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Four Ways to Finance Building a Home

The Family Handyman logo The Family Handyman 4/14/2021 Dawn Weinberger
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If you're tossing around the idea of building a home, to live in full time or use as your family's regular vacation spot, you're probably also wondering about the best way to finance the project. Is a traditional construction loan, with a high interest rate and a hefty down payment, the only way to go?

Not at all! While a construction loan is certainly a reasonable choice in many situations, there are other ways to foot the bill. Here are four alternative ways to finance the construction of your dream abode, in case you don't want a construction loan or don't meet the qualifications.

Hard Money Loans

Rather than your income, credit score and the amount of cash you have on hand for a down payment, a hard money loan is all about assets, says Denver mortgage broker Chris Roberts. With this type of loan, the real estate you are purchasing serves as collateral. If you default, the land/structure goes to the lender.

"The lender is comfortable lending you the money because they know that if something happens, (the property) will cover it," Roberts says. This option, Roberts says, is particularly appealing to retirees, who often have minimal income but plenty of other financial resources. If you own no significant assets, you are not going to qualify for a hard money loan, Roberts says.

And don't head to your bank for a hard money loan. They are only available through private lenders, usually business entities but sometimes individuals. Also, be aware that interest rates on hard money loans are high and repayment terms short.

"Hard money loans are probably the highest (rates) … out there," says Roberts. "We see them from seven percent to as high as 10 percent."

Another downside: You usually can't just use the money willy-nilly. Expenses generally must be pre-approved, and funds are transferred directly from the lender to vendor, supplier, contractor, etc.

On the plus side, hard money loans offer a quick turnaround. "You can get a hard money loan approved in five days, and they cut you a check right away," Roberts says.

FHA One-Time Close Construction Loans

OK, but what if you have no assets, let alone decent credit? This doesn't necessarily mean a loan to finance the building of your bungalow is off the table. It's possible you'll qualify for an FHA-backed one-time close construction loan, which is a loan insured by the Federal Housing Authority. You apply for and obtain these loans through the mortgage lender of your choice.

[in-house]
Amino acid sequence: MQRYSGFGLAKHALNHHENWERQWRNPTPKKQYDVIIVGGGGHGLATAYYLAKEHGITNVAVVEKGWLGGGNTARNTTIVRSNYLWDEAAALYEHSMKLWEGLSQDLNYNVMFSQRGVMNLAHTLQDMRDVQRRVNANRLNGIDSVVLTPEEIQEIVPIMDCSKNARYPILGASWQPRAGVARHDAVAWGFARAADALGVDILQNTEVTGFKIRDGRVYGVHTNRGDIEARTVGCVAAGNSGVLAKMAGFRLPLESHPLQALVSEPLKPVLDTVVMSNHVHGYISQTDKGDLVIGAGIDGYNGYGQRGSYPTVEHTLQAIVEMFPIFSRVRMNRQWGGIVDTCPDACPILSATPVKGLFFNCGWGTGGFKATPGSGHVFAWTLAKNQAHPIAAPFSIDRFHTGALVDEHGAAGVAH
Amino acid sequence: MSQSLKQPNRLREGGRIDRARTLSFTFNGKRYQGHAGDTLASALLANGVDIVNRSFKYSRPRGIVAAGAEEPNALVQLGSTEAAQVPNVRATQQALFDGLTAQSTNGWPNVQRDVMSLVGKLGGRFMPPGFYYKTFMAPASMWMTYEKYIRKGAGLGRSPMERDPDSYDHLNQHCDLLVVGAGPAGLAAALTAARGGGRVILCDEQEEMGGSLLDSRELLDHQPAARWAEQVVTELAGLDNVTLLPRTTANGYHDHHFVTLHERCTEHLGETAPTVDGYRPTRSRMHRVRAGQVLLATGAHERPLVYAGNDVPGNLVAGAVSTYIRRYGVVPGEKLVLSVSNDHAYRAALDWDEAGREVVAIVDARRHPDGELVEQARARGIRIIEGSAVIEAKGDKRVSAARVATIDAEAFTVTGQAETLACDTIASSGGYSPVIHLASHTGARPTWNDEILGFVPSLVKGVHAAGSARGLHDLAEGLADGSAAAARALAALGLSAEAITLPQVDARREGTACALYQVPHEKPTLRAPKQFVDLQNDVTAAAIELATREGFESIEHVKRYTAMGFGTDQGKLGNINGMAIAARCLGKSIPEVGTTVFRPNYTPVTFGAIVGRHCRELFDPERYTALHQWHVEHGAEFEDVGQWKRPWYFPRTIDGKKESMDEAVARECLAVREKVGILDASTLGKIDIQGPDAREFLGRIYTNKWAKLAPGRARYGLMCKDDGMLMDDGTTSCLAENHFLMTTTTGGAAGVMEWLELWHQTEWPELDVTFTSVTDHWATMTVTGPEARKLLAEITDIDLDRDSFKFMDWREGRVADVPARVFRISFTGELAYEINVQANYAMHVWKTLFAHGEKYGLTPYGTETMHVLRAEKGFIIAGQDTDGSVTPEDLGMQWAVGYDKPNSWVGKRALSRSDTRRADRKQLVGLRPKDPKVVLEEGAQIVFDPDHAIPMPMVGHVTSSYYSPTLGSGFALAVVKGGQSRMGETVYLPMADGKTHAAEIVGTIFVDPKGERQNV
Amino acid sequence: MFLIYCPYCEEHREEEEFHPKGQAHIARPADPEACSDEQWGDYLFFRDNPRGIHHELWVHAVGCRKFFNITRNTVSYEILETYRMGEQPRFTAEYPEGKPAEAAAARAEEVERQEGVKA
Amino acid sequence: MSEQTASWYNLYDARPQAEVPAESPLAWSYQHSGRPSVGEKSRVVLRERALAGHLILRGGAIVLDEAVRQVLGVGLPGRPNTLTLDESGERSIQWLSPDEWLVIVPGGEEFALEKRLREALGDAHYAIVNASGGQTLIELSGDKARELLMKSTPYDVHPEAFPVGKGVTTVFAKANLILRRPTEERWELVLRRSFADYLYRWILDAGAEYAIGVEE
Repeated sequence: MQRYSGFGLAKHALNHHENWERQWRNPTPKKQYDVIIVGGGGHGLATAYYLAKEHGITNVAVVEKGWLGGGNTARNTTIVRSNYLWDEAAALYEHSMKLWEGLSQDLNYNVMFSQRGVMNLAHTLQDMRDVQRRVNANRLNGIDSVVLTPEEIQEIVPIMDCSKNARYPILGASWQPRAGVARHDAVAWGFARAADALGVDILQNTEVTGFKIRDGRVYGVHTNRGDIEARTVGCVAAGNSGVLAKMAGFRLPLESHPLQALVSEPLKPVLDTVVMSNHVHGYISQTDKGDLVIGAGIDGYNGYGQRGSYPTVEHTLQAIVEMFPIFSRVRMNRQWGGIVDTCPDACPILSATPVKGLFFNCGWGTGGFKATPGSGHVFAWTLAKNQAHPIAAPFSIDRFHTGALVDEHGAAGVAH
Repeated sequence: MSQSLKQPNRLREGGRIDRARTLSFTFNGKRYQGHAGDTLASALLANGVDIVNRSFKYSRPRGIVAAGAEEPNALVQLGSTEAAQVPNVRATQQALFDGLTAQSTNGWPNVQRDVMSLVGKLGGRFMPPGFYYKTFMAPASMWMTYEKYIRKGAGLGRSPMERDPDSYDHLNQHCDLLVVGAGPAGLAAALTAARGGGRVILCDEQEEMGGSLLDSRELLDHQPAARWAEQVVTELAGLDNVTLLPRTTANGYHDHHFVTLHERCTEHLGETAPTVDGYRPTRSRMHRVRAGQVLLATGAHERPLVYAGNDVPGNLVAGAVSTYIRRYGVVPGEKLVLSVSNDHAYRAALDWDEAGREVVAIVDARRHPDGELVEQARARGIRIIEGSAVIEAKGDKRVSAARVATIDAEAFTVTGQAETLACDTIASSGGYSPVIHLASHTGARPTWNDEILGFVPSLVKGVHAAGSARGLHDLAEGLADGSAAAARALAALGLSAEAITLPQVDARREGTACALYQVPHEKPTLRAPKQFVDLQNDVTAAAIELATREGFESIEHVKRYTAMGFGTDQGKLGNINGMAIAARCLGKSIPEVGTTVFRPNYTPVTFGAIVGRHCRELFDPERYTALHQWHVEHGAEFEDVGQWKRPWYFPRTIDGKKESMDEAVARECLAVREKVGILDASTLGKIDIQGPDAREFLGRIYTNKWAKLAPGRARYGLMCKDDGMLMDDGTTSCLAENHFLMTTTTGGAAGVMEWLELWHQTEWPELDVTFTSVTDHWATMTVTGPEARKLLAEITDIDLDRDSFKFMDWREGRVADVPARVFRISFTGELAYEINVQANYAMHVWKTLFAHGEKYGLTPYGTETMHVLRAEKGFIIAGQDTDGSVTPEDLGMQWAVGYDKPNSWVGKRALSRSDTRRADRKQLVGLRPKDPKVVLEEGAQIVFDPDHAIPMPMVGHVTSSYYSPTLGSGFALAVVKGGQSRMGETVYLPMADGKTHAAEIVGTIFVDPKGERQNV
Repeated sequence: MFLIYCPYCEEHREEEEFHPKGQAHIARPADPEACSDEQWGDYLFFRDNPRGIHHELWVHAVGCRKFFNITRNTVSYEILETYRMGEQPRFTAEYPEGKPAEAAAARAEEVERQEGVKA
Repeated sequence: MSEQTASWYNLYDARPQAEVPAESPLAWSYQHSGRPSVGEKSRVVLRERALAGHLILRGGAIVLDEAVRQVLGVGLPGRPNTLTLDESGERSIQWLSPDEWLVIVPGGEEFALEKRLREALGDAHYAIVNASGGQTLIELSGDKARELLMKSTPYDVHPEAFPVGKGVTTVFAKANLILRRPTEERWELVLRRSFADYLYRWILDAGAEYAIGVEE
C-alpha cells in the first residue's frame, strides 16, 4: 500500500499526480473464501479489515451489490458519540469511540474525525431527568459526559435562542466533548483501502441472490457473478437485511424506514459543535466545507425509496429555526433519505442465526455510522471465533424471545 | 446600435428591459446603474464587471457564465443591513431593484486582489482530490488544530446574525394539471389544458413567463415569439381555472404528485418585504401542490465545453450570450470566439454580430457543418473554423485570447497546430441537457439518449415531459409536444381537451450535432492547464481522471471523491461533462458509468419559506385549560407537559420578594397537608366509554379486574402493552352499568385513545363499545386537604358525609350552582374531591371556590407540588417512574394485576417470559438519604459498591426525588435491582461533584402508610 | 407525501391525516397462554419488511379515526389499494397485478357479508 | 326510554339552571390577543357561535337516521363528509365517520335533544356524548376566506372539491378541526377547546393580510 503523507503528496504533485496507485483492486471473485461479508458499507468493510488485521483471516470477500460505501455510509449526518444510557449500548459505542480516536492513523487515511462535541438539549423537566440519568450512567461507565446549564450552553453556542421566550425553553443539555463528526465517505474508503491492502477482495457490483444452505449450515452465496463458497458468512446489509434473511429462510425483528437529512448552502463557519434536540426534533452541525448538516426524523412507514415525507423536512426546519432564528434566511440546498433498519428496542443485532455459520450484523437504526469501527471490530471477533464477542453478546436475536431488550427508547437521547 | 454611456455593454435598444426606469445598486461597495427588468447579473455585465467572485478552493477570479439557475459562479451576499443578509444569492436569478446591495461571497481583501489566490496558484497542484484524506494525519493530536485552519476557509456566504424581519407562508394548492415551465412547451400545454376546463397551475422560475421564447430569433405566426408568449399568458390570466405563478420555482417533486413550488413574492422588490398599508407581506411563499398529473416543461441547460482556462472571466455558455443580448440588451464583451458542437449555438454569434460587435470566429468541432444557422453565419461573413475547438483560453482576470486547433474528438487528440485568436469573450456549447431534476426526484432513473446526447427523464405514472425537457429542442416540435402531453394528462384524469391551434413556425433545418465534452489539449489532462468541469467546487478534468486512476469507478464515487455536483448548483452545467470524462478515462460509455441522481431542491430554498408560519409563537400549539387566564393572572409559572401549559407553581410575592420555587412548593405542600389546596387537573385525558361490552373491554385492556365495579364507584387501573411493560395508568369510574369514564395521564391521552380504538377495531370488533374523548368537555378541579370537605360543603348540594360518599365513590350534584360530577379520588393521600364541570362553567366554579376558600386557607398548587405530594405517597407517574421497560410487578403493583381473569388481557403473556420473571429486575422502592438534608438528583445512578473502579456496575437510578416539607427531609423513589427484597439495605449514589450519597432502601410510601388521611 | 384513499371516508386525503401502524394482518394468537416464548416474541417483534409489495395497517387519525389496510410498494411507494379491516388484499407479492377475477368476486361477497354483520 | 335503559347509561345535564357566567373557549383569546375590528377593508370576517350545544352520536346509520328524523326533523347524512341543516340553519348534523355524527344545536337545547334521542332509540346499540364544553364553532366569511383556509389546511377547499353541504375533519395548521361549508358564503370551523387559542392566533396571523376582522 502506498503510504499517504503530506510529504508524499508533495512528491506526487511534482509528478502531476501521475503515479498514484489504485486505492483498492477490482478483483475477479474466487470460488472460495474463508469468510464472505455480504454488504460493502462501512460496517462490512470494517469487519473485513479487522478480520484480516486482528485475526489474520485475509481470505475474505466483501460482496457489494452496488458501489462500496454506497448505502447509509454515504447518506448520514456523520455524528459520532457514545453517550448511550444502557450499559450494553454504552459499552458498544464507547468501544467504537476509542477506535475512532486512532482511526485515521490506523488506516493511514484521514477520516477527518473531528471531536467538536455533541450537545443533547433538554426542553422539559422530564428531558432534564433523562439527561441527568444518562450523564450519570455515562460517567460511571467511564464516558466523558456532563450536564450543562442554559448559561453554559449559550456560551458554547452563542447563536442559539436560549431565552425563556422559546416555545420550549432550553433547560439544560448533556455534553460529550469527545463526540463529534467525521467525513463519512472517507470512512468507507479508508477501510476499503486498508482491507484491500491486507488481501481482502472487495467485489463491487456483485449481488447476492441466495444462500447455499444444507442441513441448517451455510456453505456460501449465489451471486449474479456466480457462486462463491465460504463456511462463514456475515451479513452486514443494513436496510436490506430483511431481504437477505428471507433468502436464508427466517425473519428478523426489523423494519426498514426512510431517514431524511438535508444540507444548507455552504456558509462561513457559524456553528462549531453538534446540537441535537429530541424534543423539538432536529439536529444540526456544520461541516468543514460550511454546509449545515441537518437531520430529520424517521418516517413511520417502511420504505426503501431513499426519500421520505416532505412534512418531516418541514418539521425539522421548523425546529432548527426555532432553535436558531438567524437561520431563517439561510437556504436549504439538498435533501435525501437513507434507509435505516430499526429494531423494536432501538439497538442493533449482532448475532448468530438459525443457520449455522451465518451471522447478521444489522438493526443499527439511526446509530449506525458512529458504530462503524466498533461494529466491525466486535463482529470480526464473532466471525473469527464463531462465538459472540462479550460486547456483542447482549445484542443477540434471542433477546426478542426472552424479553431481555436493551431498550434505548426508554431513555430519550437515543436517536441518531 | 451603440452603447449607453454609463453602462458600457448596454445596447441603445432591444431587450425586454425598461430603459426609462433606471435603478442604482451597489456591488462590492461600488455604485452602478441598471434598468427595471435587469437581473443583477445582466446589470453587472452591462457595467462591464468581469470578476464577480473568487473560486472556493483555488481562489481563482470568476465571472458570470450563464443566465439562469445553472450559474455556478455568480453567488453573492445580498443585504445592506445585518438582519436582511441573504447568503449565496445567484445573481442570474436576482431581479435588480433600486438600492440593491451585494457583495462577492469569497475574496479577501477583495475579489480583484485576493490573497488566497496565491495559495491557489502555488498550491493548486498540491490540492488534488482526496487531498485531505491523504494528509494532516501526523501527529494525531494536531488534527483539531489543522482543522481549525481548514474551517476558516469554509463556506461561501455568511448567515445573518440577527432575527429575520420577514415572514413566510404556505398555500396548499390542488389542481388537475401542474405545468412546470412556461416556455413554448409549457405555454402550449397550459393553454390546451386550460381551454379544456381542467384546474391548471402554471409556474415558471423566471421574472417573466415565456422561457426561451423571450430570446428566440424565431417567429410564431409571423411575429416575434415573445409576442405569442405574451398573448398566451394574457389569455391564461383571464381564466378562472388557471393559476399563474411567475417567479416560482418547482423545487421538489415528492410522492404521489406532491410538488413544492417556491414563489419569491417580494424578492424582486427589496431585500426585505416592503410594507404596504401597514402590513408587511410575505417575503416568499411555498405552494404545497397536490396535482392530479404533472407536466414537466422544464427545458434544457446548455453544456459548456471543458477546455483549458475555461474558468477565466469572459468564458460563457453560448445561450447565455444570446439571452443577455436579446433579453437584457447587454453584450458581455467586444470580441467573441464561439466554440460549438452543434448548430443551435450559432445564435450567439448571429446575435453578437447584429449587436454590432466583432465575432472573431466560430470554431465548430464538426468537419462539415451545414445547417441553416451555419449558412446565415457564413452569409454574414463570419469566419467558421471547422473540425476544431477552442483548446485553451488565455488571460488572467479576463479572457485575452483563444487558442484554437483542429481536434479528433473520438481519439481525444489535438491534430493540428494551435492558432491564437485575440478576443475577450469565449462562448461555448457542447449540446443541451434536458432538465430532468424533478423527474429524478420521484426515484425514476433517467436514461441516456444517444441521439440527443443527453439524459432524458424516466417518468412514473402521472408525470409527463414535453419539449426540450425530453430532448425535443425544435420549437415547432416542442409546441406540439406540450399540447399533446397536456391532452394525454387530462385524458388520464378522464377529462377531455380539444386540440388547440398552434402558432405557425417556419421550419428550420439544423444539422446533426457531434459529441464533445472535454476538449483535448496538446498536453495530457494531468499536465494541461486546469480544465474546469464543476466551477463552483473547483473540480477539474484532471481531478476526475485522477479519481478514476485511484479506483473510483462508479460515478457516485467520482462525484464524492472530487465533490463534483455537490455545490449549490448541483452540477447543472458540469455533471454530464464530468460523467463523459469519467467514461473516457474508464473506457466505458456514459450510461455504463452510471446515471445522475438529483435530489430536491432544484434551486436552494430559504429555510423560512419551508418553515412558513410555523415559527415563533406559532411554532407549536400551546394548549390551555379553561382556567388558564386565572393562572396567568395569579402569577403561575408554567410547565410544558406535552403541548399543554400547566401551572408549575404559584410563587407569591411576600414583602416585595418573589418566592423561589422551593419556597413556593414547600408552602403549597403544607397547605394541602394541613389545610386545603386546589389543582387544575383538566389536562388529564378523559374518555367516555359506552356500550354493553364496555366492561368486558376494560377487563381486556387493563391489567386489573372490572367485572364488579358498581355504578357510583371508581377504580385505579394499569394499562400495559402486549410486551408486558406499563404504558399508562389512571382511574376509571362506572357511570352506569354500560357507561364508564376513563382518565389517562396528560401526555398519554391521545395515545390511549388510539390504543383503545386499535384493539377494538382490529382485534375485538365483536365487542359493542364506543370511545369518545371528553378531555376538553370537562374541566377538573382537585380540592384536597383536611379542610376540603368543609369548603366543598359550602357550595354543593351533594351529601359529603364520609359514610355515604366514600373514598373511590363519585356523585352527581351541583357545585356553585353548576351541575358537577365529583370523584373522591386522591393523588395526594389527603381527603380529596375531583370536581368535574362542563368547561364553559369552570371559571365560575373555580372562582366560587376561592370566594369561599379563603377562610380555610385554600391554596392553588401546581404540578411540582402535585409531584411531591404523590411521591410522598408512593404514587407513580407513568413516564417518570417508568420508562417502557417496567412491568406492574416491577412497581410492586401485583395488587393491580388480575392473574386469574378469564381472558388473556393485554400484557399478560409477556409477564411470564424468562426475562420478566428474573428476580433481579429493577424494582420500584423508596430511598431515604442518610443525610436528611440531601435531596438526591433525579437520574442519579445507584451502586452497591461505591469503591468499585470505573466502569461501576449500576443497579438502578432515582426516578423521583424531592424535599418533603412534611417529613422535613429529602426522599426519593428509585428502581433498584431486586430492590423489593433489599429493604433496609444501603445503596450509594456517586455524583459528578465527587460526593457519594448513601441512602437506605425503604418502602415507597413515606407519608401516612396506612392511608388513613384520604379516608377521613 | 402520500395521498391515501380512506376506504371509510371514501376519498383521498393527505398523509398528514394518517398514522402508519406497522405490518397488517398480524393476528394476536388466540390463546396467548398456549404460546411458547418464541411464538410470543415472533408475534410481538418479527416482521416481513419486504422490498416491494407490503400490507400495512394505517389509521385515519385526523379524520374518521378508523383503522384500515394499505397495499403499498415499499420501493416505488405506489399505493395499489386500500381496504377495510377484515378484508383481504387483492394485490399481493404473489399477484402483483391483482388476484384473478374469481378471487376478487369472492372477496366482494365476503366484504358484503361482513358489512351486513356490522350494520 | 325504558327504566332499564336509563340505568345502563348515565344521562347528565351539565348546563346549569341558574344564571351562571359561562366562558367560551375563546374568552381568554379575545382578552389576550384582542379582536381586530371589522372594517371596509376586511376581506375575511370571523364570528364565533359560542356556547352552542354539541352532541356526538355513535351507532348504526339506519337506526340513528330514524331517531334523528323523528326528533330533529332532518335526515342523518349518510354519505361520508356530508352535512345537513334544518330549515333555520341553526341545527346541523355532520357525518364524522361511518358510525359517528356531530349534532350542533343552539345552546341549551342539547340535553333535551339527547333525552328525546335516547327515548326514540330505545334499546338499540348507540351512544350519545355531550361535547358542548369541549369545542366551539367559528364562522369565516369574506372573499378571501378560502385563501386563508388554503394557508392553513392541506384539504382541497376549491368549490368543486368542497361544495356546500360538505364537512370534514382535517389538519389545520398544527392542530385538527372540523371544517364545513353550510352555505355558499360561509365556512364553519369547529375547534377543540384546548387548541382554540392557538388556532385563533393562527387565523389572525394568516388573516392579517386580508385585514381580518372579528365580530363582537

Similar to a traditional construction loan, an FHA-backed one-time close construction loan allows you to finance the entire project, from purchasing the land to paying the builder, buying materials and covering your lender's fees. When construction wraps up and you move in, the loan automatically becomes your permanent mortgage, hence the term "one-time close."

The main difference between this loan and conventional construction loans? Folks with less-than-stellar credit (a score below 600) can get one. You'll also need a minimum down payment of 3.5 percent and an acceptable debt-to-income ratio.

Recipients are also automatically on the hook for private mortgage insurance (PMI). With non-FHA loans, the need for PMI depends on your down payment.

VA Construction Loans

If you are currently serving in the U.S. military or are a military veteran, you may be eligible for a Department of Veterans Affairs (VA) construction loan.

Getting a VA construction loan does require you to jump through a few hoops. You'll have to submit forms your builder fills out specifying all your plans, along with your blueprints, to the VA. Your builder is also required to register with the VA. And everyone involved has to follow procedures regarding appraisals, funding, warranties and more.

Despite the extra steps involved, the plus side is you won't need to come up with a down payment, which could be appealing if you want to build your home but haven't had an opportunity to save. It's important to note that with a VA loan, the home build has to be your primary residence. So if you want to use it to build that cabin in the woods, you're out of luck.

USDA Construction Loans

Would-be home builders with low incomes may be eligible to apply for a construction loan through the U.S. Department of Agriculture (USDA), as long as the property is in an eligible rural area. (No, you don't have to farm the land you purchase. In fact, income-producing farms are not permitted.)

Like FHA construction loans, these loans are one-time close. And like VA construction loans, they have numerous requirements attached, including credit score (640 is the minimum), who can build your house and certain administrative details. However, you can get a USDA construction loan with no money down, and interest rates are low.

Final Thoughts

The loan process can be confusing because lenders offer different types of loans. If you are seeking an FHA, VA or USDA loan, you can apply through a mortgage broker. Some banks and credit unions service these loans as well.

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